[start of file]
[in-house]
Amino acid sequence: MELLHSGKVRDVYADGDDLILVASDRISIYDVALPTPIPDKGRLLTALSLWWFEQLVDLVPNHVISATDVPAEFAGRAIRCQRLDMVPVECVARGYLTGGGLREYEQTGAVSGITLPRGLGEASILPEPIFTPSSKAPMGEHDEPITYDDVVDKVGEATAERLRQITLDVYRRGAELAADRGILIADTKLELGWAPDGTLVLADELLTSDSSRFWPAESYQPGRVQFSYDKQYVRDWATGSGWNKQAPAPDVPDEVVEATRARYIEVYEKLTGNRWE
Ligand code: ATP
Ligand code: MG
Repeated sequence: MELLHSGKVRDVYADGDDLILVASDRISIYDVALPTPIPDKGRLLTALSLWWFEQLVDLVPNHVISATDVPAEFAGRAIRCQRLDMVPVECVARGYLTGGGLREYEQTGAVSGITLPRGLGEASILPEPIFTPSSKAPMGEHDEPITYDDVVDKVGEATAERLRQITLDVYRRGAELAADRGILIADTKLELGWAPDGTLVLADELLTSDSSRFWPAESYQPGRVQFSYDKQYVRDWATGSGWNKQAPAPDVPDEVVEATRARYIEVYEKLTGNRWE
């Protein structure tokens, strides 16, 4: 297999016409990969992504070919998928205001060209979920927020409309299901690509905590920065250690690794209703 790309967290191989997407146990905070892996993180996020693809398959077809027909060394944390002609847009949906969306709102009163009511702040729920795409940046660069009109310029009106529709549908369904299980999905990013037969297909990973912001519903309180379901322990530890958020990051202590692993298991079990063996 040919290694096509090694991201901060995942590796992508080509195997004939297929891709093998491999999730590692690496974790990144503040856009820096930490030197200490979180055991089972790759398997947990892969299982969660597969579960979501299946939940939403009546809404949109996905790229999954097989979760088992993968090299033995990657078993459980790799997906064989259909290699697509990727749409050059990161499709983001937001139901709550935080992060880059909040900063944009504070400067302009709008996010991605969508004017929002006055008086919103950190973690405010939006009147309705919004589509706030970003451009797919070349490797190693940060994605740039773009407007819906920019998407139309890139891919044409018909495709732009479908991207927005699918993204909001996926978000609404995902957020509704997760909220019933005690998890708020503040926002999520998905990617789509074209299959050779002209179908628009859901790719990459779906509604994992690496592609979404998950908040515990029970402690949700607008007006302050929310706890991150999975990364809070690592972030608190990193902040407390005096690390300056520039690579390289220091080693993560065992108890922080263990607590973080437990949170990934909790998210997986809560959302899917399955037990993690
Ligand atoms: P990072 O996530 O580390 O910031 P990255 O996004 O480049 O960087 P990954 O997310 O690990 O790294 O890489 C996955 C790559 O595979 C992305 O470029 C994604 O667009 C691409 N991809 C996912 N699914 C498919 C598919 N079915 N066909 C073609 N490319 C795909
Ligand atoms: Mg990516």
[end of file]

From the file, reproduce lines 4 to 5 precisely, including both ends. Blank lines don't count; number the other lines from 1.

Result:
Ligand code: MG
Repeated sequence: MELLHSGKVRDVYADGDDLILVASDRISIYDVALPTPIPDKGRLLTALSLWWFEQLVDLVPNHVISATDVPAEFAGRAIRCQRLDMVPVECVARGYLTGGGLREYEQTGAVSGITLPRGLGEASILPEPIFTPSSKAPMGEHDEPITYDDVVDKVGEATAERLRQITLDVYRRGAELAADRGILIADTKLELGWAPDGTLVLADELLTSDSSRFWPAESYQPGRVQFSYDKQYVRDWATGSGWNKQAPAPDVPDEVVEATRARYIEVYEKLTGNRWE